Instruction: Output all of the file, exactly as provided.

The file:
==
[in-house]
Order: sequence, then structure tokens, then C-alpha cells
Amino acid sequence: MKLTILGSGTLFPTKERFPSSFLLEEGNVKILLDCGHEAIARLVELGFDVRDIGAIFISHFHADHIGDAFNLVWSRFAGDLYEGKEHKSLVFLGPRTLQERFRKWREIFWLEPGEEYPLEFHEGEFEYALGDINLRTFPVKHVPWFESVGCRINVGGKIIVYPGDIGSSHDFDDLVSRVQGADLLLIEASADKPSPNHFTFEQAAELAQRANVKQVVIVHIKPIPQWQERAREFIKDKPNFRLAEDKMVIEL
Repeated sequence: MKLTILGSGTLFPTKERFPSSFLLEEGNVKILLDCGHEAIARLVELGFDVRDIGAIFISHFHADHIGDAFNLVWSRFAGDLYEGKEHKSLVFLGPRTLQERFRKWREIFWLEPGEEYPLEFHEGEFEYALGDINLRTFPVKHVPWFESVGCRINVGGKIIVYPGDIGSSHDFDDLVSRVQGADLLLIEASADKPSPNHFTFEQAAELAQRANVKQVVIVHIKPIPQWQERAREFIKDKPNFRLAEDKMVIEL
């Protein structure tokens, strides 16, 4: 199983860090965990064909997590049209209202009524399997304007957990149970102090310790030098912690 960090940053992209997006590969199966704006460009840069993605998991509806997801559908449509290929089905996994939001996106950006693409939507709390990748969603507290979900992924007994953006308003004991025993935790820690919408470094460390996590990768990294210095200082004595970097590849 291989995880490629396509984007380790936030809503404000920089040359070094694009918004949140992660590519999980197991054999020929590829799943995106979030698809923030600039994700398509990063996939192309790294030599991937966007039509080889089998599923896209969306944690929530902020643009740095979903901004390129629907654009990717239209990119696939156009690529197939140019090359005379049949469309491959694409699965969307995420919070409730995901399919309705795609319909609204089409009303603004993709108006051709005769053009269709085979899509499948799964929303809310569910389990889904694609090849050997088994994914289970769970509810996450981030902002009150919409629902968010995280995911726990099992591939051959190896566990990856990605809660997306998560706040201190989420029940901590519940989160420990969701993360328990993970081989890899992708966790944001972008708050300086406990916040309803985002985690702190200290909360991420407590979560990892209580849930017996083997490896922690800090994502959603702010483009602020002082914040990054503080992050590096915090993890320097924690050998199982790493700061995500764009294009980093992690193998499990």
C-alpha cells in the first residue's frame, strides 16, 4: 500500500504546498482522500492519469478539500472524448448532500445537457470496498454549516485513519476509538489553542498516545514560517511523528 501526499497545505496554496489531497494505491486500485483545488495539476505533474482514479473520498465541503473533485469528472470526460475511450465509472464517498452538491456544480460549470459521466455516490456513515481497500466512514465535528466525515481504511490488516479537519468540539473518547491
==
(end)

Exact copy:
[in-house]
Order: sequence, then structure tokens, then C-alpha cells
Amino acid sequence: MKLTILGSGTLFPTKERFPSSFLLEEGNVKILLDCGHEAIARLVELGFDVRDIGAIFISHFHADHIGDAFNLVWSRFAGDLYEGKEHKSLVFLGPRTLQERFRKWREIFWLEPGEEYPLEFHEGEFEYALGDINLRTFPVKHVPWFESVGCRINVGGKIIVYPGDIGSSHDFDDLVSRVQGADLLLIEASADKPSPNHFTFEQAAELAQRANVKQVVIVHIKPIPQWQERAREFIKDKPNFRLAEDKMVIEL
Repeated sequence: MKLTILGSGTLFPTKERFPSSFLLEEGNVKILLDCGHEAIARLVELGFDVRDIGAIFISHFHADHIGDAFNLVWSRFAGDLYEGKEHKSLVFLGPRTLQERFRKWREIFWLEPGEEYPLEFHEGEFEYALGDINLRTFPVKHVPWFESVGCRINVGGKIIVYPGDIGSSHDFDDLVSRVQGADLLLIEASADKPSPNHFTFEQAAELAQRANVKQVVIVHIKPIPQWQERAREFIKDKPNFRLAEDKMVIEL
């Protein structure tokens, strides 16, 4: 199983860090965990064909997590049209209202009524399997304007957990149970102090310790030098912690 960090940053992209997006590969199966704006460009840069993605998991509806997801559908449509290929089905996994939001996106950006693409939507709390990748969603507290979900992924007994953006308003004991025993935790820690919408470094460390996590990768990294210095200082004595970097590849 291989995880490629396509984007380790936030809503404000920089040359070094694009918004949140992660590519999980197991054999020929590829799943995106979030698809923030600039994700398509990063996939192309790294030599991937966007039509080889089998599923896209969306944690929530902020643009740095979903901004390129629907654009990717239209990119696939156009690529197939140019090359005379049949469309491959694409699965969307995420919070409730995901399919309705795609319909609204089409009303603004993709108006051709005769053009269709085979899509499948799964929303809310569910389990889904694609090849050997088994994914289970769970509810996450981030902002009150919409629902968010995280995911726990099992591939051959190896566990990856990605809660997306998560706040201190989420029940901590519940989160420990969701993360328990993970081989890899992708966790944001972008708050300086406990916040309803985002985690702190200290909360991420407590979560990892209580849930017996083997490896922690800090994502959603702010483009602020002082914040990054503080992050590096915090993890320097924690050998199982790493700061995500764009294009980093992690193998499990």
C-alpha cells in the first residue's frame, strides 16, 4: 500500500504546498482522500492519469478539500472524448448532500445537457470496498454549516485513519476509538489553542498516545514560517511523528 501526499497545505496554496489531497494505491486500485483545488495539476505533474482514479473520498465541503473533485469528472470526460475511450465509472464517498452538491456544480460549470459521466455516490456513515481497500466512514465535528466525515481504511490488516479537519468540539473518547491